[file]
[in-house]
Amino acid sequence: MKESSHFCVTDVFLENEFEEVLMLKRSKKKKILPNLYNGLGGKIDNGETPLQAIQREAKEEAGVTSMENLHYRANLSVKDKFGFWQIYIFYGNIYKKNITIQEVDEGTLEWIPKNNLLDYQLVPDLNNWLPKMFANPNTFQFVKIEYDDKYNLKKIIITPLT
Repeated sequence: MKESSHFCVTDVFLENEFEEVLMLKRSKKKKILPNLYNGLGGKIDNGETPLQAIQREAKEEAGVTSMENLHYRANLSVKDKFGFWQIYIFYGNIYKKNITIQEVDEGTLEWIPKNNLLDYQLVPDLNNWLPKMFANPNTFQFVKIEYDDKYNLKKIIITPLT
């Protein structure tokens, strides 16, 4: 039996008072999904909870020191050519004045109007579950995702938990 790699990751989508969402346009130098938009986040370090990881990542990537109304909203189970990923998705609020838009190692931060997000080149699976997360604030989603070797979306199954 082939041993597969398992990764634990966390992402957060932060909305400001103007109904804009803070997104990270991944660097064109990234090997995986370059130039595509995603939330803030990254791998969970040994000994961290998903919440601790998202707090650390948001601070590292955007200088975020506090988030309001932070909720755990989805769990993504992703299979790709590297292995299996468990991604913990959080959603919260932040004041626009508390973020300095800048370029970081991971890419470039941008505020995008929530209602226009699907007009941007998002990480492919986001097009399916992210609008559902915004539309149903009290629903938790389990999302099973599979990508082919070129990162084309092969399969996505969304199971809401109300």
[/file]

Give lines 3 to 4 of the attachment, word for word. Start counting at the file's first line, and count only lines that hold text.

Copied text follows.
Repeated sequence: MKESSHFCVTDVFLENEFEEVLMLKRSKKKKILPNLYNGLGGKIDNGETPLQAIQREAKEEAGVTSMENLHYRANLSVKDKFGFWQIYIFYGNIYKKNITIQEVDEGTLEWIPKNNLLDYQLVPDLNNWLPKMFANPNTFQFVKIEYDDKYNLKKIIITPLT
């Protein structure tokens, strides 16, 4: 039996008072999904909870020191050519004045109007579950995702938990 790699990751989508969402346009130098938009986040370090990881990542990537109304909203189970990923998705609020838009190692931060997000080149699976997360604030989603070797979306199954 082939041993597969398992990764634990966390992402957060932060909305400001103007109904804009803070997104990270991944660097064109990234090997995986370059130039595509995603939330803030990254791998969970040994000994961290998903919440601790998202707090650390948001601070590292955007200088975020506090988030309001932070909720755990989805769990993504992703299979790709590297292995299996468990991604913990959080959603919260932040004041626009508390973020300095800048370029970081991971890419470039941008505020995008929530209602226009699907007009941007998002990480492919986001097009399916992210609008559902915004539309149903009290629903938790389990999302099973599979990508082919070129990162084309092969399969996505969304199971809401109300």